DVD Review: ‘The Frozen Ground’


Based on the grisly case of serial killer Robert Hansen, Nicolas Cage and John Cusack star in Scott Walker’s functional yet largely forgettable thriller The Frozen Ground (2013). State trooper Jack Halcombe (Cage) is two weeks away from retirement, at which point he plans to move away from the city of Anchorage with his wife and daughter. So returns the tried-and-tested formula of the nearly-retired cop setting out for one last case. Before Halcombe can settle into a quieter life he encounters a young prostitute, Cindy (Vanessa Hudgens), with mascara running down her face and signs of having been violently attacked.

Cindy recounts how she was kidnapped and nearly killed by a local family man, Robert Hansen (Cusack). With prior convictions, the authorities are reluctant to believe Cindy’s claims and the case is dropped. Days later, a body of a murdered woman is discovered in the woods and ever the dutiful cop, Halcombe believes that the two cases might be linked. His intuition is rewarded when more bodies are discovered, proving that a serial killer is on the loose, and Halcombe’s sights are set on the seemingly mild-mannered Hansen. Sadly, there’s no element of a whodunit with The Frozen Ground; the Hansen case was widely-reported when the sadistic killer was captured by the real state trooper, Glenn Flothe, back in the year 1983.

Responsible for the murder of at least seventeen women and over three dozen rapes and assaults, Hansen went down as one of the most prolific serial killers in American history and is currently serving out his 461 years in Spring Creek Correctional Facility. Because the case was so well-documented, any element of mystery is removed in the first act, greatly hindering any hope of tension or peril. This leaves the story running through a series of peaks and troughs, held together by Cage’s dogged run-of-the-mill-cop performance, with every scene dominated by his heavy-browed expression. Cusack also gets to play fast and loose with the archetypal mood-swinging psychopath with as taste for the sadistic, all quiet and calm peppered with explosive moments of anger.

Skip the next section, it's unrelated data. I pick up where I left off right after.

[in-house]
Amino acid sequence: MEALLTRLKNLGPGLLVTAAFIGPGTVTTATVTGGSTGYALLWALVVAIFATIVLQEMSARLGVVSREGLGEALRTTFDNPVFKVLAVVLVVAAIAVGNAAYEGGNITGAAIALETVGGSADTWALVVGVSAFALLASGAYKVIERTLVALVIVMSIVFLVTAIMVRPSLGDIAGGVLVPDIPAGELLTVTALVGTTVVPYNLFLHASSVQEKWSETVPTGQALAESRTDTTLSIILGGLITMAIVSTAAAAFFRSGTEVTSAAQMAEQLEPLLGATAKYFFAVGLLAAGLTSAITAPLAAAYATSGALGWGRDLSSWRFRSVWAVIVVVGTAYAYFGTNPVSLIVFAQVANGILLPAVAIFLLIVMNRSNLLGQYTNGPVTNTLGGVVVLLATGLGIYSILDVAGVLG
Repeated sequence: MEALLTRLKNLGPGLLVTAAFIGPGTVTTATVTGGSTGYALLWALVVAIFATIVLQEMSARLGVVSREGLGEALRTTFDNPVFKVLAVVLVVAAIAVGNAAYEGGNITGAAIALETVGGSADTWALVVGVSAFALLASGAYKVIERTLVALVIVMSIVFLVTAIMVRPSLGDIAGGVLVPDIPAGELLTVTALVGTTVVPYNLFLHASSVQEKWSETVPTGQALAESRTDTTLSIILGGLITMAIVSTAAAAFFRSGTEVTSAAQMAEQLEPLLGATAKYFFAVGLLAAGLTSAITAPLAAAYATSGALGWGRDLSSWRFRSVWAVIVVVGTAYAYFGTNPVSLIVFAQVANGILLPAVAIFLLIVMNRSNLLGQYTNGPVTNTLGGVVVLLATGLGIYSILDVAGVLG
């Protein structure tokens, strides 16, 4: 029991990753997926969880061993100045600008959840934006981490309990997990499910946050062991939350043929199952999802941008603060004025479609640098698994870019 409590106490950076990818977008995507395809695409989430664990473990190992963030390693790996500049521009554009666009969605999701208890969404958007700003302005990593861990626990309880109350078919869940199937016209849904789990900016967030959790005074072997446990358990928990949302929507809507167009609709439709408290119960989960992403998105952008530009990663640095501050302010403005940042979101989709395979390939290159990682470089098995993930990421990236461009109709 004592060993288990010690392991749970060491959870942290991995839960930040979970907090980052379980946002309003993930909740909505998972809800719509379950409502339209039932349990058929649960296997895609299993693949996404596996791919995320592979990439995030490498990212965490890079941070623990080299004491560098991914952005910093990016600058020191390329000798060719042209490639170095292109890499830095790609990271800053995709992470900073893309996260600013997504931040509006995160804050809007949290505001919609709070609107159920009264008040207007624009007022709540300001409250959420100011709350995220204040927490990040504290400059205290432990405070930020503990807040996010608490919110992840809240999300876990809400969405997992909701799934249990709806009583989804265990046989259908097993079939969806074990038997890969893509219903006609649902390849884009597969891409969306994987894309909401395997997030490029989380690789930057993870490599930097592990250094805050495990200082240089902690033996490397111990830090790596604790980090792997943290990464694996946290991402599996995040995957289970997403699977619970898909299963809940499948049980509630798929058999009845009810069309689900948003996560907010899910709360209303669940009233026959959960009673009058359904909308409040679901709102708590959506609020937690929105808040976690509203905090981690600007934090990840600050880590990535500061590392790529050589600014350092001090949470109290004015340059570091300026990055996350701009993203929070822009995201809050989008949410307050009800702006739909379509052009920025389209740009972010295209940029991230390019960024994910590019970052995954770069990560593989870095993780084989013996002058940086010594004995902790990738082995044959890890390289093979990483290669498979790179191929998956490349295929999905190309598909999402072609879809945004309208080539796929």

Hudgens, meanwhile, is lumbered with the thankless role of a victim, leaving little to sink her teeth into. Whilst based in truth and actuality, The Frozen Ground’s narrative feels incredibly clichéd; the retired cop, the sultry femme fatale with a heart, and the serial killer oscillating between disturbed calm and vitriolic outrage. And yet despite its many pitfalls, the keen eye of cinematographer Patrick Murguia captures the snowy landscapes beautifully – even enough to make you feel the winter chill in the pleasant surroundings of a cinema or living room.

Joe Walsh